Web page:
By mwilcox


These cigarette cases are examples of Japanese "Damascene", a form of design inlaying precious metals such as silver and gold on iron. In Japan, damascene was frequently used to decorate the hilts of weapons. It achieved great popularity in Kyoto during the Edo period (1603 to 1868). During the period which followed, however, swords were banned in Japan, putting an end to the age of the shoguns and samurai. Craftsmen who had applied their skills to the beautification of weapons then turned their skill at damascene work to various accessories and decorative items, including jewelry.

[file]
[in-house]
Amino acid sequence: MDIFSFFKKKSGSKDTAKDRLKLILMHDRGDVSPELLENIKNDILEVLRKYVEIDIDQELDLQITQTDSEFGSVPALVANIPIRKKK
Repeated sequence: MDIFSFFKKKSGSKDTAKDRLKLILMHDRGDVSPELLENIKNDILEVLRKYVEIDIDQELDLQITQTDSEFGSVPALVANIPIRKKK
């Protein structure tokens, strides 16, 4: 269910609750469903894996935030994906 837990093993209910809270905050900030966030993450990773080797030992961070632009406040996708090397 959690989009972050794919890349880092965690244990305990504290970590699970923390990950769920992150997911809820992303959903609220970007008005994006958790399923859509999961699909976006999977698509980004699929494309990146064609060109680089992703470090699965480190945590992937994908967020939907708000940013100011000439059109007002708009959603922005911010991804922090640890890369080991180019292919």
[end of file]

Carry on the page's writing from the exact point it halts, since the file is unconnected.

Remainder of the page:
The design motifs used in damascene jewelry made in Kyoto typically reflect traditional Japanese subject matter, cherry blossoms and other flowers such as iris, landscape scenes (often including Mt. Fuji), butterflies, and birds. More than half of the damascene items made in Japan prior to World War Two were exported, mainly to the United States and England, some of it brought home by troops and sailors stationed in the Far East. Currently at auction, cigarette cases like this tend to sell at auction in the $100.00- $200.00 range depending on condition and the level of decoration.